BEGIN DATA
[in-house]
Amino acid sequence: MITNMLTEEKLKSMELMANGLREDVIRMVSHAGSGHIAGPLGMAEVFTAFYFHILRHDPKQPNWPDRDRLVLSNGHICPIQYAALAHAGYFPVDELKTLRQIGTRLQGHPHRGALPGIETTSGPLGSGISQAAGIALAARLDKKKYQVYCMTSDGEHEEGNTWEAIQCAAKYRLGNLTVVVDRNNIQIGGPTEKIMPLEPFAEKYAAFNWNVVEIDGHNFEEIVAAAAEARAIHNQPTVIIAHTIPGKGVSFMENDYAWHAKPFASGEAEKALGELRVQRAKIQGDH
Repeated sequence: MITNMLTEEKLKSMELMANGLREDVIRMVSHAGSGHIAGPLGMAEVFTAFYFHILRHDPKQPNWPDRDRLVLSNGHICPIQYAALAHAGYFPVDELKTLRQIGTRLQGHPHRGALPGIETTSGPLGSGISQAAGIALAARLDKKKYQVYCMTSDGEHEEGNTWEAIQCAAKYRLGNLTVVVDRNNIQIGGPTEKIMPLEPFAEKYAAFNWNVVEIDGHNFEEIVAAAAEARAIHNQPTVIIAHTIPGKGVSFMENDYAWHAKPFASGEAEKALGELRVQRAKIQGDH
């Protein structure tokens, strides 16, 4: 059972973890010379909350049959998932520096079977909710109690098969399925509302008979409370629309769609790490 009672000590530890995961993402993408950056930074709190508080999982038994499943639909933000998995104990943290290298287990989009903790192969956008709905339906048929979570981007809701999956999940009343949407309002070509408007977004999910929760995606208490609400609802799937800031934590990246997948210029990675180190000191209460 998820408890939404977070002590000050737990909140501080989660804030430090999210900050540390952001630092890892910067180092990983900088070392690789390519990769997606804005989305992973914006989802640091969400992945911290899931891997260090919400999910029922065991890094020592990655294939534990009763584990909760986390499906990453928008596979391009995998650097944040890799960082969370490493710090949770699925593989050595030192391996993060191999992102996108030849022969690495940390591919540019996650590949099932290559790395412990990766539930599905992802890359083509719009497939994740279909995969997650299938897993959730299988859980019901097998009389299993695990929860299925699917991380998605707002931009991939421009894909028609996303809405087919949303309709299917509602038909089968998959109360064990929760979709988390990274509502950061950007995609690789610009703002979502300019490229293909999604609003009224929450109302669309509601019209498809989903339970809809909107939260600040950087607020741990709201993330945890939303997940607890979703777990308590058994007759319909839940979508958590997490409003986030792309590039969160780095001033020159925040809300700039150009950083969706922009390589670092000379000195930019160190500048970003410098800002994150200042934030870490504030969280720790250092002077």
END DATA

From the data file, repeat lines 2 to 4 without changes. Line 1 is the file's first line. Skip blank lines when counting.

Amino acid sequence: MITNMLTEEKLKSMELMANGLREDVIRMVSHAGSGHIAGPLGMAEVFTAFYFHILRHDPKQPNWPDRDRLVLSNGHICPIQYAALAHAGYFPVDELKTLRQIGTRLQGHPHRGALPGIETTSGPLGSGISQAAGIALAARLDKKKYQVYCMTSDGEHEEGNTWEAIQCAAKYRLGNLTVVVDRNNIQIGGPTEKIMPLEPFAEKYAAFNWNVVEIDGHNFEEIVAAAAEARAIHNQPTVIIAHTIPGKGVSFMENDYAWHAKPFASGEAEKALGELRVQRAKIQGDH
Repeated sequence: MITNMLTEEKLKSMELMANGLREDVIRMVSHAGSGHIAGPLGMAEVFTAFYFHILRHDPKQPNWPDRDRLVLSNGHICPIQYAALAHAGYFPVDELKTLRQIGTRLQGHPHRGALPGIETTSGPLGSGISQAAGIALAARLDKKKYQVYCMTSDGEHEEGNTWEAIQCAAKYRLGNLTVVVDRNNIQIGGPTEKIMPLEPFAEKYAAFNWNVVEIDGHNFEEIVAAAAEARAIHNQPTVIIAHTIPGKGVSFMENDYAWHAKPFASGEAEKALGELRVQRAKIQGDH
């Protein structure tokens, strides 16, 4: 059972973890010379909350049959998932520096079977909710109690098969399925509302008979409370629309769609790490 009672000590530890995961993402993408950056930074709190508080999982038994499943639909933000998995104990943290290298287990989009903790192969956008709905339906048929979570981007809701999956999940009343949407309002070509408007977004999910929760995606208490609400609802799937800031934590990246997948210029990675180190000191209460 998820408890939404977070002590000050737990909140501080989660804030430090999210900050540390952001630092890892910067180092990983900088070392690789390519990769997606804005989305992973914006989802640091969400992945911290899931891997260090919400999910029922065991890094020592990655294939534990009763584990909760986390499906990453928008596979391009995998650097944040890799960082969370490493710090949770699925593989050595030192391996993060191999992102996108030849022969690495940390591919540019996650590949099932290559790395412990990766539930599905992802890359083509719009497939994740279909995969997650299938897993959730299988859980019901097998009389299993695990929860299925699917991380998605707002931009991939421009894909028609996303809405087919949303309709299917509602038909089968998959109360064990929760979709988390990274509502950061950007995609690789610009703002979502300019490229293909999604609003009224929450109302669309509601019209498809989903339970809809909107939260600040950087607020741990709201993330945890939303997940607890979703777990308590058994007759319909839940979508958590997490409003986030792309590039969160780095001033020159925040809300700039150009950083969706922009390589670092000379000195930019160190500048970003410098800002994150200042934030870490504030969280720790250092002077």